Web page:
Hospital staff ensure patient can ‘attend' high school graduation
The weekend before he was set to graduate from Lower Dauphin High School, 18-year-old Ben Hoy was playing a game of tackle football with some friends. It was nothing out of the ordinary for this active teen. But, as Ben's dad Doug Hoy describes it, “Things got a little out of hand, as they sometimes do with boys.” A rough tackle left Ben feeling like he'd gotten the wind knocked out of him. The next morning, the pain landed him in the Emergency Department at the Milton S. Hershey Medical Center, where doctors diagnosed a severely damaged spleen and a significant amount of internal bleeding. Ben headed to surgery later that day.
By Wednesday, it was plain Ben wouldn't be well enough to attend his high school graduation the next day. The high school and a few of Ben's friends decided they would bring the graduation ceremony to Ben via Skype. They tested out the connection during dress rehearsal the day before to make sure Wi-Fi at the Giant Center and the hospital could support the streaming connection. Meantime, Surgical Anesthesia Intensive Care Unit staff got together with Ben's doctors and the Patient Experience Department to plan a graduation party for Ben and his family right in his SAICU room.
On Thursday, June 9, Ben got to attend his graduation virtually from the medical Center, with about a dozen family members sharing the milestone with him thanks to the last-minute coordination between unit nurses, doctors, IT staff, Patient Experience staff, friends, family and high school staff.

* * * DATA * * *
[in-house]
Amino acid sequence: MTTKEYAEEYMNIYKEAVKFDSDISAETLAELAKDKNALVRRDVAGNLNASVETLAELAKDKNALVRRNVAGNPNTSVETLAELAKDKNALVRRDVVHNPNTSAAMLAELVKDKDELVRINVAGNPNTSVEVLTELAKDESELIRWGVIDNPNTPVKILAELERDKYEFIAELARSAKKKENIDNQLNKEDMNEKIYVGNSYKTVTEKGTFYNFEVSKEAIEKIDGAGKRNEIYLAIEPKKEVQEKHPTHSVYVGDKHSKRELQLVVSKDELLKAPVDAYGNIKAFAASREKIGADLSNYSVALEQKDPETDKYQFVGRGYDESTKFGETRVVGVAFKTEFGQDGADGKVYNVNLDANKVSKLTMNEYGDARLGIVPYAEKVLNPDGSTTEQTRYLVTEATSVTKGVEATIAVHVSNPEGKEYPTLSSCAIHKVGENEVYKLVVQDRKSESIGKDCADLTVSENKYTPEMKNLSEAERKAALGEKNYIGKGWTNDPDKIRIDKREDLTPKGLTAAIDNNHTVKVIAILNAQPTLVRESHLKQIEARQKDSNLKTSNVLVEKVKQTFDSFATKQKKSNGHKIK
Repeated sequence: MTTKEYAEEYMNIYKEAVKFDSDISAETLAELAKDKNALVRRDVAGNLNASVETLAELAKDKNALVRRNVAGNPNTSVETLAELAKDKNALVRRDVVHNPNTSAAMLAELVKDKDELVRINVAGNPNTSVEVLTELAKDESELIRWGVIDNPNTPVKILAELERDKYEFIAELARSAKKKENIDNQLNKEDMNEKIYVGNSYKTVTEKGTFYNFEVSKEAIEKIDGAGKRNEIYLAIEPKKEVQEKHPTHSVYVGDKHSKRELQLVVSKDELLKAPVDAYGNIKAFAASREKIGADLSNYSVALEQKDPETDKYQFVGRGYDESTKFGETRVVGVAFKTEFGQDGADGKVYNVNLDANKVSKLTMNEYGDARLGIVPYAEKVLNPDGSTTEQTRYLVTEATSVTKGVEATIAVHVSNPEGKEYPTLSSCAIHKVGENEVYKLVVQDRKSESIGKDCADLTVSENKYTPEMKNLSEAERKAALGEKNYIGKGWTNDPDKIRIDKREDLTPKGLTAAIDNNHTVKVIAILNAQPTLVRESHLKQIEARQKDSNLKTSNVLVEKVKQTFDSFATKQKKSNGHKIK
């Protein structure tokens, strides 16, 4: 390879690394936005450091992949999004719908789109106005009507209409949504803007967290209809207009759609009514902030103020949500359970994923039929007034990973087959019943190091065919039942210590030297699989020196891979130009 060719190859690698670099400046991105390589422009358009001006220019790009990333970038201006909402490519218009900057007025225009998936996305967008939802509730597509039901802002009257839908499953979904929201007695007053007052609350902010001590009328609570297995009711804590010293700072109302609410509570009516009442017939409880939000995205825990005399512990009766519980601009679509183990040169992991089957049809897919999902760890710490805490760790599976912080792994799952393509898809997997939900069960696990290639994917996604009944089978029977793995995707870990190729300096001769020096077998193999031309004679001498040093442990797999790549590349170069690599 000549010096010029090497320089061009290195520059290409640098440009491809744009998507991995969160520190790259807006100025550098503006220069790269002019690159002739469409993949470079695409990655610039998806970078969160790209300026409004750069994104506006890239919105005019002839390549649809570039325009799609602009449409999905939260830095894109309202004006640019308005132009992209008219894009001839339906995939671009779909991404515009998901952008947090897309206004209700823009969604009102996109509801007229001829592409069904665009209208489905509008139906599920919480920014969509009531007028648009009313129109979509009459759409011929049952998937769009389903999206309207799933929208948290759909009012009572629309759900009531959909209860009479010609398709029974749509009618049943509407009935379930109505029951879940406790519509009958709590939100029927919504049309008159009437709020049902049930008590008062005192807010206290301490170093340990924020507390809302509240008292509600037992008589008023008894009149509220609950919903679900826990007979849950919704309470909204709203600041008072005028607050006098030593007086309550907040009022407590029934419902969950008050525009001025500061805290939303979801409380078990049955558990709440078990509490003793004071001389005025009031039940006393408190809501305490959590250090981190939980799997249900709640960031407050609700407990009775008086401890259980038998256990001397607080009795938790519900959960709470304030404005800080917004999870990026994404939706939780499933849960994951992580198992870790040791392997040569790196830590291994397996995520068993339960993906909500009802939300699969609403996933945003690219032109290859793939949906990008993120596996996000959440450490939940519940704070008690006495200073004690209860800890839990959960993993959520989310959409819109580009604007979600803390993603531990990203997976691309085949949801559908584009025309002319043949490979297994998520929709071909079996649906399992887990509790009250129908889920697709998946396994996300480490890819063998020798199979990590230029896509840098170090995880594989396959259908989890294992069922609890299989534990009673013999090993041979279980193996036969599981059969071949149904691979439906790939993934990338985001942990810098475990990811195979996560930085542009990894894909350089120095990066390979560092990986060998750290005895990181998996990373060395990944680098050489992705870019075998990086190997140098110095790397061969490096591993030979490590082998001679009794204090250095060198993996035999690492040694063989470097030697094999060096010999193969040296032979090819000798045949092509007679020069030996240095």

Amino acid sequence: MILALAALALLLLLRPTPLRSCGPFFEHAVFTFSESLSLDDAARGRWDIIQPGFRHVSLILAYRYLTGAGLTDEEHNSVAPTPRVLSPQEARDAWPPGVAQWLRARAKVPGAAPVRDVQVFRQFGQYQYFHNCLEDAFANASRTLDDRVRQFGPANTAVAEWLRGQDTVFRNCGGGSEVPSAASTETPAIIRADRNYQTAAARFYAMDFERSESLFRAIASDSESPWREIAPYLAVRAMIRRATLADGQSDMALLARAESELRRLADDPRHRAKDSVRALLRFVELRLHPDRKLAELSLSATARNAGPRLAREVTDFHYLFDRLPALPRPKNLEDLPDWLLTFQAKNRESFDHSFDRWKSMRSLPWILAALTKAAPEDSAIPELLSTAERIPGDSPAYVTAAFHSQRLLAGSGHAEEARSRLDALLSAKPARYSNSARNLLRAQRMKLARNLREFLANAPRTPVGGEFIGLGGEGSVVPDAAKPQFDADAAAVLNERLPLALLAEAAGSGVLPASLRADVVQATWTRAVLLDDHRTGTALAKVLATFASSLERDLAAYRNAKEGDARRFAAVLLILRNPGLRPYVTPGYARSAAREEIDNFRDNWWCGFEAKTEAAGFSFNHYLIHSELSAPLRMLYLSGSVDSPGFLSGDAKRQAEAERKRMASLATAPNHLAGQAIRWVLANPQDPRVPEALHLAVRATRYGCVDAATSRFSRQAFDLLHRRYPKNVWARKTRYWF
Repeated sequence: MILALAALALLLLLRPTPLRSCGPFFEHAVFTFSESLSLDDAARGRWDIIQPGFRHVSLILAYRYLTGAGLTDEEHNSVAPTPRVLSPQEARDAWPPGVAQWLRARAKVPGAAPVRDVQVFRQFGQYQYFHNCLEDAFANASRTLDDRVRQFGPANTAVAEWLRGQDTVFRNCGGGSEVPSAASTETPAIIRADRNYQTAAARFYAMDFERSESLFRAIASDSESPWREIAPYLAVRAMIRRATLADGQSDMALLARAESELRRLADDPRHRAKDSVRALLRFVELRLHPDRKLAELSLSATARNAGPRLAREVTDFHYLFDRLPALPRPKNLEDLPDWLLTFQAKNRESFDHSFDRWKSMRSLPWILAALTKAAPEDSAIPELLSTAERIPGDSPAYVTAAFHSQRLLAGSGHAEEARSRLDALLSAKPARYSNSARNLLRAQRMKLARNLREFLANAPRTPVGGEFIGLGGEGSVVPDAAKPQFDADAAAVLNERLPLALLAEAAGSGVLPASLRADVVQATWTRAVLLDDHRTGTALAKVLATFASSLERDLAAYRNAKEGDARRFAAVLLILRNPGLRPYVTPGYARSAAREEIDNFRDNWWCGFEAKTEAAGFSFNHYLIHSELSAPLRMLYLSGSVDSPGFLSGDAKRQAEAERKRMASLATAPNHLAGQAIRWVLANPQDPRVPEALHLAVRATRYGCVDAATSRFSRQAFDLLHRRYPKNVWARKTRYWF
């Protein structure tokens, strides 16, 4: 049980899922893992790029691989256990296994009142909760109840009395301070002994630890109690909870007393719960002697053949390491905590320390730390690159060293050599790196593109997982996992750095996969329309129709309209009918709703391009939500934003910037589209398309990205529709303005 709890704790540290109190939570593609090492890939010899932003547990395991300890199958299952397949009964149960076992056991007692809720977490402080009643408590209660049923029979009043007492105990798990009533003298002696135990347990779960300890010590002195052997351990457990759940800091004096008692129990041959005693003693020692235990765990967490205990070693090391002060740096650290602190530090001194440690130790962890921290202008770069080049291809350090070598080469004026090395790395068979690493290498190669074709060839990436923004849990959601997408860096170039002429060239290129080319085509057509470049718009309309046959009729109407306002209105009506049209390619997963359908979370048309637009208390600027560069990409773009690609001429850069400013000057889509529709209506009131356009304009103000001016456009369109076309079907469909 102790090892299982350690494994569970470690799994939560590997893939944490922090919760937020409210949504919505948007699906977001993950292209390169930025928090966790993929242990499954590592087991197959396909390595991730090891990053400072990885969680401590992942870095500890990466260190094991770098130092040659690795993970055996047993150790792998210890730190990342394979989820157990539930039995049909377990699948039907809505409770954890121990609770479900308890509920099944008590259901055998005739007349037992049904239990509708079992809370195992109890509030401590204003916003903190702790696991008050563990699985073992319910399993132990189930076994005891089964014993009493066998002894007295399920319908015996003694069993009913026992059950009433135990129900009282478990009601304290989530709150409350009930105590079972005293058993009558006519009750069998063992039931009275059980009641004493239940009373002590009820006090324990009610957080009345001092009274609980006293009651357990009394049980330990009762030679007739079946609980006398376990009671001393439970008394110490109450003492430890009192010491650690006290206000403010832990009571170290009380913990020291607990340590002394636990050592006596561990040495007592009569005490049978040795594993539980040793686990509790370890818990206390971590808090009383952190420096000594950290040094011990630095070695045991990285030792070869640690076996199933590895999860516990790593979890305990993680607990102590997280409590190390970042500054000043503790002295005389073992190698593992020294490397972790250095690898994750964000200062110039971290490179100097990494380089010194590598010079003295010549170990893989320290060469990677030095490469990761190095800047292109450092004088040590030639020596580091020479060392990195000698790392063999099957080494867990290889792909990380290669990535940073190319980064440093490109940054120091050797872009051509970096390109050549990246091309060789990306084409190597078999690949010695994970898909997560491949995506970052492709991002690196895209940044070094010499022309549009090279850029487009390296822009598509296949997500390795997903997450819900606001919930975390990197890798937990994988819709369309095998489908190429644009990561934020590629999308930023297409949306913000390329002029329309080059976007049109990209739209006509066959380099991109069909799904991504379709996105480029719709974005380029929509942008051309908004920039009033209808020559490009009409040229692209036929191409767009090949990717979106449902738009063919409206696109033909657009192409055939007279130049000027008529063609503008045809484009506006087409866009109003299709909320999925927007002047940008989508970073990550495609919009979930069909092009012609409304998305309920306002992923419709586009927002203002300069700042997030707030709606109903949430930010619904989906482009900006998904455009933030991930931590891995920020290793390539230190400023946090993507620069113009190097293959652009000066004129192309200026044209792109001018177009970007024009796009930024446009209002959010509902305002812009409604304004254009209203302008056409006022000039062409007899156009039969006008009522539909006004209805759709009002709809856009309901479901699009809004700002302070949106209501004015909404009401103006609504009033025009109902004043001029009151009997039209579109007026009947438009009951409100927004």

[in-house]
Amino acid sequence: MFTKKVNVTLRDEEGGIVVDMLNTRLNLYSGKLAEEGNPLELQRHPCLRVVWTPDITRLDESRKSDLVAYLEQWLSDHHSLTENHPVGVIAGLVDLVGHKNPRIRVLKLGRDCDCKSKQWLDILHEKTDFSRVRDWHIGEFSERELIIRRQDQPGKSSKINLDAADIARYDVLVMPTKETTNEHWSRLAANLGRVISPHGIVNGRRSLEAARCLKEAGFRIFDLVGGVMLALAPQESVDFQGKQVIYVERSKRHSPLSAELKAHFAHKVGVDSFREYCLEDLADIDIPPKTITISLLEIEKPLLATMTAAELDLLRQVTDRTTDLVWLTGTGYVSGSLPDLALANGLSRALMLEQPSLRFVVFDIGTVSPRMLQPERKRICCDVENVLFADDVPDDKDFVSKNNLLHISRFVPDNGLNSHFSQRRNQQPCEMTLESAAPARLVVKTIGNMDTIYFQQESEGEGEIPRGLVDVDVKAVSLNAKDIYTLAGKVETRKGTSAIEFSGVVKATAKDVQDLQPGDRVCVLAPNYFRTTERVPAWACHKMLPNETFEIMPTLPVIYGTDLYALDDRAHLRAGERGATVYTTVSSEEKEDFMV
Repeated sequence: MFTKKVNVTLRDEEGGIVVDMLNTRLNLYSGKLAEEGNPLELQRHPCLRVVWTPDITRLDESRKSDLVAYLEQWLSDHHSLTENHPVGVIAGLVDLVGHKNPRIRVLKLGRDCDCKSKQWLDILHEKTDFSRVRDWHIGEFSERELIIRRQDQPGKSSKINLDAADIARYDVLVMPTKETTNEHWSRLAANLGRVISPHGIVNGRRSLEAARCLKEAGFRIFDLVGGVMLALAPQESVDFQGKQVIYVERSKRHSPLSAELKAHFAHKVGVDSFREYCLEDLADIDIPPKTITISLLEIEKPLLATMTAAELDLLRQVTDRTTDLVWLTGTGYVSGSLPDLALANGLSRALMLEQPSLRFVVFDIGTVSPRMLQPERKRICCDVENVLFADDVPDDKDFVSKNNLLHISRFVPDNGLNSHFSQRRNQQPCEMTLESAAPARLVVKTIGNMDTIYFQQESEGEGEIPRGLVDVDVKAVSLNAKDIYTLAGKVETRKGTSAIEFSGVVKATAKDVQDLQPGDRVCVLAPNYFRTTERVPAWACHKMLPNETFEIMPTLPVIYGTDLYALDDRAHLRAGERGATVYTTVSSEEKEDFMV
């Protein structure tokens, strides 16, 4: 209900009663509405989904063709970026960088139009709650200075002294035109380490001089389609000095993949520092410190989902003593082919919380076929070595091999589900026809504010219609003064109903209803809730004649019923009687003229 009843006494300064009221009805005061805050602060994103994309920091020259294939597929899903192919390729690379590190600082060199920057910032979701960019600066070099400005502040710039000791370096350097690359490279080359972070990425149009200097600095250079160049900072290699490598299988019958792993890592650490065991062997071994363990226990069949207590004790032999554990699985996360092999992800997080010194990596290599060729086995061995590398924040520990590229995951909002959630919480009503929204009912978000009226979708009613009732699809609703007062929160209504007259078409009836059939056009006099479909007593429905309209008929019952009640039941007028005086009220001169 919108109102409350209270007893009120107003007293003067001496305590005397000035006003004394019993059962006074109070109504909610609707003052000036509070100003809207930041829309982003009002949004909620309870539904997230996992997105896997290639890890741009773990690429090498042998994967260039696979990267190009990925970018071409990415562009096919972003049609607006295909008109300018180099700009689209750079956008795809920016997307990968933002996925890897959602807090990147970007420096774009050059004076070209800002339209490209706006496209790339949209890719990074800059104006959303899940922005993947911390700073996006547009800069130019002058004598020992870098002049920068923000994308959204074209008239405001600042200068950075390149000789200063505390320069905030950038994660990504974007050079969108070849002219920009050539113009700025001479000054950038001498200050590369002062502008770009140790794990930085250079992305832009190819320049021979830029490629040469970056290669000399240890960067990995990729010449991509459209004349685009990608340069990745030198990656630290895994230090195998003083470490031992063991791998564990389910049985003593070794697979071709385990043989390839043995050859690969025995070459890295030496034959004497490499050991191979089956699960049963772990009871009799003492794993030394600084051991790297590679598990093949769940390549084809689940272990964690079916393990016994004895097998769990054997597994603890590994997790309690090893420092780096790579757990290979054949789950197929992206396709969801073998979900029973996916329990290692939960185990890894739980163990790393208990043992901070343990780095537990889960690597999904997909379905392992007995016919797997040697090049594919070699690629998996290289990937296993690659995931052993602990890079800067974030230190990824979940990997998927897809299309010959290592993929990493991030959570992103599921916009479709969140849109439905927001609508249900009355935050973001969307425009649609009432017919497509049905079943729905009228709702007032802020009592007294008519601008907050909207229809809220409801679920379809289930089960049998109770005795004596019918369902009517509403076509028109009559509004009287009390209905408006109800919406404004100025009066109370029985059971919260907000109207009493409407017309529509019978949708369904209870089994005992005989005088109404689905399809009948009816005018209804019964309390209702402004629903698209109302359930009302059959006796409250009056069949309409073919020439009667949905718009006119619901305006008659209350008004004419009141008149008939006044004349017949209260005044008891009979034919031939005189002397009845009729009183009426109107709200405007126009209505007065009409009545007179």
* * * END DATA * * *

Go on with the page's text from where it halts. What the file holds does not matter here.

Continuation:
Staff decorated every inch of Ben's room with blue and white streamers, graduation balloons and other decorations provided by Patient Experience staff. They ordered a graduation cake and snacks for the family to enjoy after the ceremony. They even printed a stand-in diploma mirroring the real one accepted on his behalf by a favorite teacher, which a teary-eyed Doug Hoy presented to his son simultaneously. Then Ben—wearing a hospital gown and the flat, square navy blue graduate cap—switched his 2016 tassel from right to left side along with his classmates in the Giant Center.
Ben says he would have preferred to have been at graduation in person, of course, but his parents say the virtual ceremony and party were “the next best thing.”
Meantime, a video of Ben and his family watching the graduation ceremony was shared on the Medical Center's Facebook page Thursday evening and had reached more than 147,000 people as of Monday morning.
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